Eureka Zoo Director Takes to the Sky to Band Baby Bald Eagle in DC

Press release from the City of Eureka:

a man with a hard hat on sits at the edge of an eagles nest high in a tree while a single eaglet stares at him

Jim Campbell-Spickler visits the National Arboretum Bald Eagle nest and introduces himself to DC9.  [Photo credit: American Eagle Foundation]

Jim Campbell-Spickler, director of the City of Eureka’s Sequoia Park Zoo, has decades of experience climbing trees and researching the amazing animals and incredible ecosystems they support. His particular background as a wildlife biologist and tree-climbing expert makes Campbell-Spickler uniquely qualified to manage Sequoia Park Zoo, the only zoo situated in a coast redwood grove. These same qualifications, coupled with his renowned reputation as an “eagle whisperer”, afforded Campbell-Spickler the recent opportunity to assist with the banding of a 6-week-old bald eagle chick at the National Arboretum in Washington, D.C.

Using ropes and safety harnesses

, Campbell-Spickler scaled the 80-foot poplar tree, gently placed the young bird in a special eagle bag, and then carried it to the ground for an overall health assessment by experts with the U.S. Fish and Wildlife Service and the D.C. Department of Energy and Environment. This routine process included collecting beak and foot measurements, a blood draw, a feather sample, and the placement of an identification band. The eaglet, known as DC9, was then safely returned to the nest by Campbell-Spickler.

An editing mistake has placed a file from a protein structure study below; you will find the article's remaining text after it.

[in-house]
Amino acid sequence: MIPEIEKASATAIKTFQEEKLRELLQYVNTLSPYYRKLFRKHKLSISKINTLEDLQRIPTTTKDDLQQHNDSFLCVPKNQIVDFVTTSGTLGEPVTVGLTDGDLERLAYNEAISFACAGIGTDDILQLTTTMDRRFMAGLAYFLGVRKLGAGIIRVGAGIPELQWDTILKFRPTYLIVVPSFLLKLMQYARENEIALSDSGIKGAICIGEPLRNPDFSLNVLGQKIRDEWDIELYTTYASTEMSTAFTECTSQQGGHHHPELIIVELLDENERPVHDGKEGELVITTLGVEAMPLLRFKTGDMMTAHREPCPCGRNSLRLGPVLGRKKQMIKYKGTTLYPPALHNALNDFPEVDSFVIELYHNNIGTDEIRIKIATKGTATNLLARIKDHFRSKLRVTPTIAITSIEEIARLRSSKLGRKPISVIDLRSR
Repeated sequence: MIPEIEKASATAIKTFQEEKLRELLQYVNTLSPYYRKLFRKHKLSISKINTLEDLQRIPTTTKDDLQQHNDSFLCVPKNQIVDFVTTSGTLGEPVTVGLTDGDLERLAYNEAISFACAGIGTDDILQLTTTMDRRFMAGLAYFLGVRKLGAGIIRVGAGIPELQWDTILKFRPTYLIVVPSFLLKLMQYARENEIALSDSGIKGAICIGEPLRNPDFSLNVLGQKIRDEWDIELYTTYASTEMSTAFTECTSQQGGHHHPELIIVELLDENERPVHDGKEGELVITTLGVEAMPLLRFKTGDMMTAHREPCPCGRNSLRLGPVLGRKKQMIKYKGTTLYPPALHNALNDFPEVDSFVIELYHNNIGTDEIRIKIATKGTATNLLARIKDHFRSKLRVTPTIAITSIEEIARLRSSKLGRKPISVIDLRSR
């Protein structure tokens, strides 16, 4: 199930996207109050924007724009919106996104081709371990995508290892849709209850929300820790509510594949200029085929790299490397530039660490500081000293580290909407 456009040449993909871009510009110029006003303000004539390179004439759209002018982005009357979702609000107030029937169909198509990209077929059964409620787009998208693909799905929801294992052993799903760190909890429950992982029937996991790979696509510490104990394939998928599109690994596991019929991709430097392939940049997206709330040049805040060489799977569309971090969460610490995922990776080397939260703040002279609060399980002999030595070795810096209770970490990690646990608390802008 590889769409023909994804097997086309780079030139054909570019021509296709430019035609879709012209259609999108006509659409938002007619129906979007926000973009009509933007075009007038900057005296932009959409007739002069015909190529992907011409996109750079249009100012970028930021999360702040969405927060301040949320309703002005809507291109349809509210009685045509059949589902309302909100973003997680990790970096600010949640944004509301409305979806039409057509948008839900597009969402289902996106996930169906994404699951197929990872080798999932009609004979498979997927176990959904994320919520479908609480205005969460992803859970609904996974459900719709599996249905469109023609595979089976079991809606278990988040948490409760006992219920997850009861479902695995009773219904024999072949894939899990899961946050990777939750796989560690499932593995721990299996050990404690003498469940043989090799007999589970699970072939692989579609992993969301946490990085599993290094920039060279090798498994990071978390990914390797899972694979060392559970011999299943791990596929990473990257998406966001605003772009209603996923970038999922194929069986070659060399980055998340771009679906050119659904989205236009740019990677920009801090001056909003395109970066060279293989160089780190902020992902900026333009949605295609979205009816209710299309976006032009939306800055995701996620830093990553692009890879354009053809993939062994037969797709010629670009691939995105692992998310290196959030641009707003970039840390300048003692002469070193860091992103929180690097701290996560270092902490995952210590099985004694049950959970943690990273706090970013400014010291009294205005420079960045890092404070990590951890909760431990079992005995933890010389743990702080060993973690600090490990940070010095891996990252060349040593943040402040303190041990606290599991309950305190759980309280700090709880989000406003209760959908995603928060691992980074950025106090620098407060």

Scientific processes like this assessment and banding allow experts to monitor the health of individual animals, as well as collect long-term data about a species. Ankle bands allow birds like DC9 to be identified and tracked, which aids in the mapping of migratory routes, territories, and flight patterns. Small blood and feather samples provide invaluable insight into the overall health of local watersheds and ecosystems, especially urban rivers and human-impacted waterways.

Bald eagles feed primarily from water sources and will prey on fish, waterfowl, and other aquatic-adjacent animals. Toxic organochlorides, lead, rodenticides, and other pollutants in the environment are found amplified in the tissues of predatory birds as they feed from the contaminated ecosystem. Eaglets depend on their parents to bring them food and are usually fed from one source within their territory. Testing tissue from young birds like DC9 offers scientists the opportunity to assess environmental toxins and monitor the overall health of the local watershed.

Keen observers of the National Arboretum’s eagle cameras were treated to a live-streamed view of Campbell-Spickler as he ascended the tree and entered the nest. Campbell-Spickler calmly observed the eaglet for signs of distress or discomfort while evaluating the massive structure, which featured an impressive network of woven branches and a fresh fish carcass. Eagle parents will often return to the same nest year after year, and some eagles’ nests can grow to over 1,500 pounds as the pair continues to add and renovate. When satisfied with the eaglet’s behavior and curious reaction, Campbell-Spickler gently placed DC9 in a special eagle bag and descended to solid ground for the official assessment and banding.